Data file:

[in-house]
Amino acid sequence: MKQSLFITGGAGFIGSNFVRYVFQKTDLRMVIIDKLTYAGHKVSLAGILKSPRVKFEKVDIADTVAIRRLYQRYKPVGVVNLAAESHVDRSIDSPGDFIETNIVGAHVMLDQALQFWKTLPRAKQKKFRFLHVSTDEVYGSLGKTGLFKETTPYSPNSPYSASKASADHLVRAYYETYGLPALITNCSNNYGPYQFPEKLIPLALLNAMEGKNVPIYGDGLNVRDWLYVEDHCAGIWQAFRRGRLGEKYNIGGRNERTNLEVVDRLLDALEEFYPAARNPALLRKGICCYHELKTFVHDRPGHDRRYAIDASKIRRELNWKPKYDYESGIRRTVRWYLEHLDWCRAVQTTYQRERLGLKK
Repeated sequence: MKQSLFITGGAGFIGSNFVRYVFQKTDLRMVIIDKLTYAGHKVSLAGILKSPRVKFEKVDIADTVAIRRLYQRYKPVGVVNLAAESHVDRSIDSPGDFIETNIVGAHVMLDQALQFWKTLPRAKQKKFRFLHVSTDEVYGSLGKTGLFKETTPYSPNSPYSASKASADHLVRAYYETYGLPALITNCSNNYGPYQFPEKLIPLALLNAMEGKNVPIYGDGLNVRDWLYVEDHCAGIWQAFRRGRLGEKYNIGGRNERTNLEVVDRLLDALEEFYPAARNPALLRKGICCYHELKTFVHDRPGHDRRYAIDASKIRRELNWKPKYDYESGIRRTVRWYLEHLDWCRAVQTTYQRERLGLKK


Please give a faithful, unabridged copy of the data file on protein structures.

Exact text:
[in-house]
Amino acid sequence: MKQSLFITGGAGFIGSNFVRYVFQKTDLRMVIIDKLTYAGHKVSLAGILKSPRVKFEKVDIADTVAIRRLYQRYKPVGVVNLAAESHVDRSIDSPGDFIETNIVGAHVMLDQALQFWKTLPRAKQKKFRFLHVSTDEVYGSLGKTGLFKETTPYSPNSPYSASKASADHLVRAYYETYGLPALITNCSNNYGPYQFPEKLIPLALLNAMEGKNVPIYGDGLNVRDWLYVEDHCAGIWQAFRRGRLGEKYNIGGRNERTNLEVVDRLLDALEEFYPAARNPALLRKGICCYHELKTFVHDRPGHDRRYAIDASKIRRELNWKPKYDYESGIRRTVRWYLEHLDWCRAVQTTYQRERLGLKK
Repeated sequence: MKQSLFITGGAGFIGSNFVRYVFQKTDLRMVIIDKLTYAGHKVSLAGILKSPRVKFEKVDIADTVAIRRLYQRYKPVGVVNLAAESHVDRSIDSPGDFIETNIVGAHVMLDQALQFWKTLPRAKQKKFRFLHVSTDEVYGSLGKTGLFKETTPYSPNSPYSASKASADHLVRAYYETYGLPALITNCSNNYGPYQFPEKLIPLALLNAMEGKNVPIYGDGLNVRDWLYVEDHCAGIWQAFRRGRLGEKYNIGGRNERTNLEVVDRLLDALEEFYPAARNPALLRKGICCYHELKTFVHDRPGHDRRYAIDASKIRRELNWKPKYDYESGIRRTVRWYLEHLDWCRAVQTTYQRERLGLKK